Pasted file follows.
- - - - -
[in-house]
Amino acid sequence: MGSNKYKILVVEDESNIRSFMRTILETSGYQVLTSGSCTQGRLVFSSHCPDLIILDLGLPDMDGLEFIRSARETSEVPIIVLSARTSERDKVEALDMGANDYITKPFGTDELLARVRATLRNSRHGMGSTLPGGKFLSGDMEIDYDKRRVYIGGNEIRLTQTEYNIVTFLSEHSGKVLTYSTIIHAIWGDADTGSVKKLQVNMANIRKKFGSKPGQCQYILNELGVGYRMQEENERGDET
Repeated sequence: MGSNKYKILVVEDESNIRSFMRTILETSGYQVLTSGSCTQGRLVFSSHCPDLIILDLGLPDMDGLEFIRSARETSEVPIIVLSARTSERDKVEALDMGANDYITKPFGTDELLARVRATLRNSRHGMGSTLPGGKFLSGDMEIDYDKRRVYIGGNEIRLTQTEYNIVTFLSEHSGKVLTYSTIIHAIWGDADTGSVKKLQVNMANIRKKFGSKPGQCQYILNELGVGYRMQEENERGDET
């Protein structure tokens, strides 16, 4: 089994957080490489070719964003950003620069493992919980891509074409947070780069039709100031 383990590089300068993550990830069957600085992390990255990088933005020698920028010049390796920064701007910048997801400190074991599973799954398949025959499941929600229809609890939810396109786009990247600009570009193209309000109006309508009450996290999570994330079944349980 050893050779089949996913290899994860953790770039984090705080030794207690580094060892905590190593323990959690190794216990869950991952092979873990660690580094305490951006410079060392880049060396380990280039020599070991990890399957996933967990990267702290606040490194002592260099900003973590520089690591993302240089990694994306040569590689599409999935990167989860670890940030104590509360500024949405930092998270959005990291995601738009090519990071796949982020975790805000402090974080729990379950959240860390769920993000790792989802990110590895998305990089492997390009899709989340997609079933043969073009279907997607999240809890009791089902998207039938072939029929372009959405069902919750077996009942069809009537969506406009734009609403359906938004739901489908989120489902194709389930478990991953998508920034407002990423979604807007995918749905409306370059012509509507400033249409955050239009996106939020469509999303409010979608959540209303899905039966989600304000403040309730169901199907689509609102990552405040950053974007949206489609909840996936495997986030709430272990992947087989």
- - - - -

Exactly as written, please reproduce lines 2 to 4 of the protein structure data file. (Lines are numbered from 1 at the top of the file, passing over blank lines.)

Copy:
Amino acid sequence: MGSNKYKILVVEDESNIRSFMRTILETSGYQVLTSGSCTQGRLVFSSHCPDLIILDLGLPDMDGLEFIRSARETSEVPIIVLSARTSERDKVEALDMGANDYITKPFGTDELLARVRATLRNSRHGMGSTLPGGKFLSGDMEIDYDKRRVYIGGNEIRLTQTEYNIVTFLSEHSGKVLTYSTIIHAIWGDADTGSVKKLQVNMANIRKKFGSKPGQCQYILNELGVGYRMQEENERGDET
Repeated sequence: MGSNKYKILVVEDESNIRSFMRTILETSGYQVLTSGSCTQGRLVFSSHCPDLIILDLGLPDMDGLEFIRSARETSEVPIIVLSARTSERDKVEALDMGANDYITKPFGTDELLARVRATLRNSRHGMGSTLPGGKFLSGDMEIDYDKRRVYIGGNEIRLTQTEYNIVTFLSEHSGKVLTYSTIIHAIWGDADTGSVKKLQVNMANIRKKFGSKPGQCQYILNELGVGYRMQEENERGDET
């Protein structure tokens, strides 16, 4: 089994957080490489070719964003950003620069493992919980891509074409947070780069039709100031 383990590089300068993550990830069957600085992390990255990088933005020698920028010049390796920064701007910048997801400190074991599973799954398949025959499941929600229809609890939810396109786009990247600009570009193209309000109006309508009450996290999570994330079944349980 050893050779089949996913290899994860953790770039984090705080030794207690580094060892905590190593323990959690190794216990869950991952092979873990660690580094305490951006410079060392880049060396380990280039020599070991990890399957996933967990990267702290606040490194002592260099900003973590520089690591993302240089990694994306040569590689599409999935990167989860670890940030104590509360500024949405930092998270959005990291995601738009090519990071796949982020975790805000402090974080729990379950959240860390769920993000790792989802990110590895998305990089492997390009899709989340997609079933043969073009279907997607999240809890009791089902998207039938072939029929372009959405069902919750077996009942069809009537969506406009734009609403359906938004739901489908989120489902194709389930478990991953998508920034407002990423979604807007995918749905409306370059012509509507400033249409955050239009996106939020469509999303409010979608959540209303899905039966989600304000403040309730169901199907689509609102990552405040950053974007949206489609909840996936495997986030709430272990992947087989």